New Mexico paid sick leave law set to take effect - Albuquerque Journal

New Mexico paid sick leave law set to take effect

Elycia Lovato, general manager at Mac’s Steak in the Rough on Menaul, takes an order from a customer. Leaders of Fresquez Cos., which owns the restaurant, said the company has been preparing to transition to compliance with New Mexico’s new Healthy Workplaces Act, which goes into effect Friday. (Roberto E. Rosales/Albuquerque Journal)

Copyright © 2022 Albuquerque Journal

SANTA FE – After years of debate and dire predictions, a New Mexico law mandating employers provide paid sick leave for their workers is finally set to take effect this week.

The new law, technically known as the Healthy Workplaces Act, will make New Mexico one of 16 states that require businesses to allow their workers to take paid time off to deal with illness or injury – for themselves or family members.

The act mandates all private businesses – large or small – provide paid sick leave for all employees, whether part-time, full-time or seasonal employees. Employees will earn one hour of sick leave for every 30 hours worked, or up to eight days annually for full-time employees.

The impact on small businesses has been the subject of back-and-forth testimony in recent years, especially amid the COVID-19 pandemic, but backers say the new law will lead to increased employee retention.

Rep. Christine Chandler, D-Los Alamos, one of the sponsors of the 2021 bill set to be implemented July 1, predicted the paid sick leave law could also have a dramatic impact on the lives of workers around New Mexico.

“It’s a real game-changer for workers in the state,” Chandler said.

While she said the law could lead to some higher costs being passed on to consumers, she said it would make the state healthier by allowing sick workers to remain home and not risk losing their paychecks – or their jobs.

“We learned a lot during the pandemic, including the fact that workers who are sick need to stay home,” Chandler told the Journal.

But some members of New Mexico’s business community remain concerned.

Ernie C’deBaca, president and CEO of the Albuquerque Hispano Chamber of Commerce, said the Healthy Workplaces Act could end up hurting small businesses more than it helps them.

He said small businesses have struggled to stay alive through the pandemic, and those that did are now facing high turnover of longtime employees and higher costs in an economy that has seen inflation continue to rise.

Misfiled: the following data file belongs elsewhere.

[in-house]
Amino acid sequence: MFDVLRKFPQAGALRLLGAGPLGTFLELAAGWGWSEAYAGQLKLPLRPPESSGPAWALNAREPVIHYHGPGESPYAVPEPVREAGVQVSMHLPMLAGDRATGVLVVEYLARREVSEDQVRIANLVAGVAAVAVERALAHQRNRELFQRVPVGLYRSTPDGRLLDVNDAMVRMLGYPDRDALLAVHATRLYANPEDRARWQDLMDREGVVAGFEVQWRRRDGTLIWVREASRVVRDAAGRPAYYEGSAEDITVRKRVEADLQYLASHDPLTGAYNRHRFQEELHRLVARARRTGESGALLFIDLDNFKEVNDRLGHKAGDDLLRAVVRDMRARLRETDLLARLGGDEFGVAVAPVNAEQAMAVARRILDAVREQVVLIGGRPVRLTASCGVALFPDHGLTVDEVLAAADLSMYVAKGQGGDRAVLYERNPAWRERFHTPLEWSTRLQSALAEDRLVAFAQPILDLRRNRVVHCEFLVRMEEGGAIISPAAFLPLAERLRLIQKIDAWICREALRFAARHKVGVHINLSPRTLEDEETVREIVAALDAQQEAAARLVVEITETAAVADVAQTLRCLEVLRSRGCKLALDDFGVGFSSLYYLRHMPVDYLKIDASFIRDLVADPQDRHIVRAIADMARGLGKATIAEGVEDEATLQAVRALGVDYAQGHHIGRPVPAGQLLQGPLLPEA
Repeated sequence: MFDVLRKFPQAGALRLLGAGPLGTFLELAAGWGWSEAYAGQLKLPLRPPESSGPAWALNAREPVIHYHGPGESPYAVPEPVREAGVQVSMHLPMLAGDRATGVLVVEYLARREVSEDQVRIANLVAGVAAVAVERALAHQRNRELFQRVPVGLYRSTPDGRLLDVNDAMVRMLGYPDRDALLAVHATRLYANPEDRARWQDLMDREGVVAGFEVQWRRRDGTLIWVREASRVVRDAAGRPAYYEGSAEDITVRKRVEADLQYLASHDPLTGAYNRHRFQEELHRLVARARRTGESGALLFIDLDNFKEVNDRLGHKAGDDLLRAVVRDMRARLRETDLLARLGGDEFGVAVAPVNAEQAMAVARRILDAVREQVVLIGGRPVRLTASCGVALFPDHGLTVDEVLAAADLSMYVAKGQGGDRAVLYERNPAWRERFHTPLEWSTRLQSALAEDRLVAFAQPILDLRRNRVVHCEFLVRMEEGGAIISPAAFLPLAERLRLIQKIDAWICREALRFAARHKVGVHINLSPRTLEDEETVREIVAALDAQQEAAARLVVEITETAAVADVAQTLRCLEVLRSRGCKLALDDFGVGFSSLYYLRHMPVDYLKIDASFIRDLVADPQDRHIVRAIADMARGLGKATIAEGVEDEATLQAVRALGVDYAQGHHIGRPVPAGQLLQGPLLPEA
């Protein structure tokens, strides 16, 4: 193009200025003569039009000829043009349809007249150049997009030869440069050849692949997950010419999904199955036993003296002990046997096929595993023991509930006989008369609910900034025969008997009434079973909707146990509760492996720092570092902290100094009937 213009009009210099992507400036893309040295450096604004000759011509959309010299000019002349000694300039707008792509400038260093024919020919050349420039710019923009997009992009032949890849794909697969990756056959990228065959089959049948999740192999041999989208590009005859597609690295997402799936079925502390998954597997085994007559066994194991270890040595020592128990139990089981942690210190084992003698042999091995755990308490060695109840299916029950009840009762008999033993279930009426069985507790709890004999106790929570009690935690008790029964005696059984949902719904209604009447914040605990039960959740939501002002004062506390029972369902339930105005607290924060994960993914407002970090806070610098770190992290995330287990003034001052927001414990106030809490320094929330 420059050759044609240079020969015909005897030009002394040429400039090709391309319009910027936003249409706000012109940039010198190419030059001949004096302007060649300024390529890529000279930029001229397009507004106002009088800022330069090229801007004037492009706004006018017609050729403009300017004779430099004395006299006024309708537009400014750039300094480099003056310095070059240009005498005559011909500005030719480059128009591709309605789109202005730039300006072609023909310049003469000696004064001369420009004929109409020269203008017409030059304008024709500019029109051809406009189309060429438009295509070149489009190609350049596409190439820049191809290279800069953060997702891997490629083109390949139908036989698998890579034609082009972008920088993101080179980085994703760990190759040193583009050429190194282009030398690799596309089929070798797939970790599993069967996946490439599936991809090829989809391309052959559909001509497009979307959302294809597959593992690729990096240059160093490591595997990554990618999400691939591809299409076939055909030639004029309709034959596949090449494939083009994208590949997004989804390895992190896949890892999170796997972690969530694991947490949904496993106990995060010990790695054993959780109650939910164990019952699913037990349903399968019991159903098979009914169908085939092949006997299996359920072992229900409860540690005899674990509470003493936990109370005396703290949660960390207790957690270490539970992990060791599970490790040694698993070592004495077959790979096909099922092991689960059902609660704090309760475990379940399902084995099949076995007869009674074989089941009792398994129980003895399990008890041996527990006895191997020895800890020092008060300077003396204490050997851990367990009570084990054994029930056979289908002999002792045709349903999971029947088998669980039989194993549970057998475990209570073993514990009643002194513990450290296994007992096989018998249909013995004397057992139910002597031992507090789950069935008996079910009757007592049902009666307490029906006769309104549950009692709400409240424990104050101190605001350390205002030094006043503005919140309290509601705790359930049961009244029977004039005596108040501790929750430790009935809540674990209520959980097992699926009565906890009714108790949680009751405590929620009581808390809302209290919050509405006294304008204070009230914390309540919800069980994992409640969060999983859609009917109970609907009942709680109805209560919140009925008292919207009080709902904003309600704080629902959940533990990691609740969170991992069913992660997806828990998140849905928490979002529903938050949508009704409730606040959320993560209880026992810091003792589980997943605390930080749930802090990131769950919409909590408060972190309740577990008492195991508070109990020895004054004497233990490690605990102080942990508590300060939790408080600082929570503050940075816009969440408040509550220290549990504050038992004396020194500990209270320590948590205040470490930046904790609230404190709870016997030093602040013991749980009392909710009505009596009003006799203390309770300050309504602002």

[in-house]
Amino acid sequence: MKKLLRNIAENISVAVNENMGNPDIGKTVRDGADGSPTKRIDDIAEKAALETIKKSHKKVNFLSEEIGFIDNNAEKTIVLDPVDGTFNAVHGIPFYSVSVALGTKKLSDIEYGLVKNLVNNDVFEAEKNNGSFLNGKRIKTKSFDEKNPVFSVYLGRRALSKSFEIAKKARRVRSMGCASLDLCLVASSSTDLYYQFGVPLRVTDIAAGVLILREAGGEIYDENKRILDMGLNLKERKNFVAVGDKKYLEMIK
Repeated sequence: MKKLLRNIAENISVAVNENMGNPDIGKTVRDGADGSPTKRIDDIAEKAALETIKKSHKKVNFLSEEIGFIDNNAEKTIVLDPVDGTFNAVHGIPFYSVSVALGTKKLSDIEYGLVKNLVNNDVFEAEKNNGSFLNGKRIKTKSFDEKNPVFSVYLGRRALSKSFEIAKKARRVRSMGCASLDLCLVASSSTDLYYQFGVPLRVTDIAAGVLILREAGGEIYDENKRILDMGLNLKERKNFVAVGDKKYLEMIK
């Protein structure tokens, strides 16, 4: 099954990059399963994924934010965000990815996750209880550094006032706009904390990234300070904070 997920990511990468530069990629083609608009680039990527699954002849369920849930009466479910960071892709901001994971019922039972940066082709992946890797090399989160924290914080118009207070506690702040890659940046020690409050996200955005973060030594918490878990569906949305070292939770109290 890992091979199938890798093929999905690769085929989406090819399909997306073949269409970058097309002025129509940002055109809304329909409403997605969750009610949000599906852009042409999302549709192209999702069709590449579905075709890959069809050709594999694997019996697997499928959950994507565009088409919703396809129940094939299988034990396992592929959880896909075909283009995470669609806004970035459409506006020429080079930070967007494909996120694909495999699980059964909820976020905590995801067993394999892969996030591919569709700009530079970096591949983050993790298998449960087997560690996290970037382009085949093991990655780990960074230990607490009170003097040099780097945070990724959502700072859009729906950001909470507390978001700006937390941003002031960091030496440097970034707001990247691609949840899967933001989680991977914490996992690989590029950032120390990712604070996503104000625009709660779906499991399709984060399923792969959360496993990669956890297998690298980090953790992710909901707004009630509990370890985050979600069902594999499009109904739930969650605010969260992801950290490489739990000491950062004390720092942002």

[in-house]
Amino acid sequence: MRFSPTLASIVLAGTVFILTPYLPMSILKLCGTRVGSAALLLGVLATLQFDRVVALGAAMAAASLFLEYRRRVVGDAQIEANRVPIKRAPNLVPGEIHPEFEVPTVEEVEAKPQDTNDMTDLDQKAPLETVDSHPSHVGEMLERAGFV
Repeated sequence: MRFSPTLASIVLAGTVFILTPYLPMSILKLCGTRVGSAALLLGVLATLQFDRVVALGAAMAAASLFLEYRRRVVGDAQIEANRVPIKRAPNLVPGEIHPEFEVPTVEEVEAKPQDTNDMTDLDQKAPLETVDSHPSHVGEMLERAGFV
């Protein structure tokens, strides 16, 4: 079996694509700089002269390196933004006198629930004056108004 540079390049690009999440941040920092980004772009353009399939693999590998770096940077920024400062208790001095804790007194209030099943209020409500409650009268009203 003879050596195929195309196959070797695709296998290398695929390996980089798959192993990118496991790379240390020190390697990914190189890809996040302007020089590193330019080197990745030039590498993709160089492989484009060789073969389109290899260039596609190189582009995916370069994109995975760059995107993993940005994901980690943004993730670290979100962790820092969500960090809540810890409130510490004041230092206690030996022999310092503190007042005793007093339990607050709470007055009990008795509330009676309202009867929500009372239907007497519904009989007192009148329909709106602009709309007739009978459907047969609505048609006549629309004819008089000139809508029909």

C’deBaca said for a small business of about 50 employees, he estimates an additional cost of $40,000 annually to cover paid sick leave for employees as well as additional shifts that may need to be covered.

“I think it takes an amazing amount of guts to be a small business owner,” he said. “(This) couldn’t come at a worse time.”

While New Mexico’s unemployment rate has steadily dropped over the last year, the state still had the nation’s highest jobless rate – at 5.1% – as of May, according to U.S. Bureau of Labor Statistics.

In addition, New Mexico is a state made up by a large number of small businesses. According to the U.S. Small Business Administration, there are nearly 155,000 small businesses scattered across the state.

Adapting to the change

Some employers said they’re prepared to implement the new law – despite some of the rigorous tracking requirements needed to stay in compliance.

LeeAnna Fresquez, president of Fresquez Cos., said her business has been working on implementing a paid-time-off transition since 2020.

“If the last few years have taught us anything, (it’s that) we got to roll with the punches and understand that what our team members need might be different than what our direct business needs are,” Fresquez said.

Fresquez Cos. consists of a dozen restaurants and a food truck in New Mexico, totaling about 300 employees across all operations.

With the implementation of the Healthy Workplaces Act, Fresquez said the business has mostly undergone language changes in regards to vacation and paid time off, combining the two into one “so that the accrual conversion rate sort of equates to what we’ve already been providing for our team as it relates to the law.”

Other business owners are expecting a bumpier transition.

House of Soccer owner Opal Stalls at her business Thursday. Stalls said the Healthy Workplaces Act, which requires all private businesses to provide paid sick leave, creates a “bit of a problem” for her business, which employs just six part-time workers. (Roberto E. Rosales/Albuquerque Journal)

Opal Stalls, who has owned House of Soccer in Albuquerque since 1983, said the pandemic made it tough on her small retail business, which already has thin margins.

She moved her business to a new location in December 2020, citing the need to downsize in a tough economic climate that was exacerbated by the pandemic.

Stalls, who employs just six part-time employees, said the Healthy Workplaces Act creates a “bit of a problem.”

“It’s just another expense to us,” Stalls said. “I know the state … handed out little bits of money and stuff like that to businesses trying to keep everybody going – not complaining about that.”